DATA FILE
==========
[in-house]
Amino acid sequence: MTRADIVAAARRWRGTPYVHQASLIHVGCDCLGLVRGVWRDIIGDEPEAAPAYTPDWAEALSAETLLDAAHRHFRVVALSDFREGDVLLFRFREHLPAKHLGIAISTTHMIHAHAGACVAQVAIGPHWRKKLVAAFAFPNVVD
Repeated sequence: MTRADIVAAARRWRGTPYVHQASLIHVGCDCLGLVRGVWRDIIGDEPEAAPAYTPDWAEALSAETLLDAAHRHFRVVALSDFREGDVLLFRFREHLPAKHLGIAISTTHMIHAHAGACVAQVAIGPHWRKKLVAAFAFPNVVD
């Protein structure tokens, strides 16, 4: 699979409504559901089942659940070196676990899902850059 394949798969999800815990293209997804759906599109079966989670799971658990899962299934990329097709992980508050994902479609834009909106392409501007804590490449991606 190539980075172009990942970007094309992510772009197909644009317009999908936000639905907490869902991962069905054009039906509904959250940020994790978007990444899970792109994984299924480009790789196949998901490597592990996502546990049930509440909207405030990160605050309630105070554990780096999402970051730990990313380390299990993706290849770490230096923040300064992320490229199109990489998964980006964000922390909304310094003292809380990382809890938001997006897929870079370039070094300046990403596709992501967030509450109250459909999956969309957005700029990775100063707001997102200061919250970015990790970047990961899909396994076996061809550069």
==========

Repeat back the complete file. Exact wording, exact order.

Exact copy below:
[in-house]
Amino acid sequence: MTRADIVAAARRWRGTPYVHQASLIHVGCDCLGLVRGVWRDIIGDEPEAAPAYTPDWAEALSAETLLDAAHRHFRVVALSDFREGDVLLFRFREHLPAKHLGIAISTTHMIHAHAGACVAQVAIGPHWRKKLVAAFAFPNVVD
Repeated sequence: MTRADIVAAARRWRGTPYVHQASLIHVGCDCLGLVRGVWRDIIGDEPEAAPAYTPDWAEALSAETLLDAAHRHFRVVALSDFREGDVLLFRFREHLPAKHLGIAISTTHMIHAHAGACVAQVAIGPHWRKKLVAAFAFPNVVD
């Protein structure tokens, strides 16, 4: 699979409504559901089942659940070196676990899902850059 394949798969999800815990293209997804759906599109079966989670799971658990899962299934990329097709992980508050994902479609834009909106392409501007804590490449991606 190539980075172009990942970007094309992510772009197909644009317009999908936000639905907490869902991962069905054009039906509904959250940020994790978007990444899970792109994984299924480009790789196949998901490597592990996502546990049930509440909207405030990160605050309630105070554990780096999402970051730990990313380390299990993706290849770490230096923040300064992320490229199109990489998964980006964000922390909304310094003292809380990382809890938001997006897929870079370039070094300046990403596709992501967030509450109250459909999956969309957005700029990775100063707001997102200061919250970015990790970047990961899909396994076996061809550069």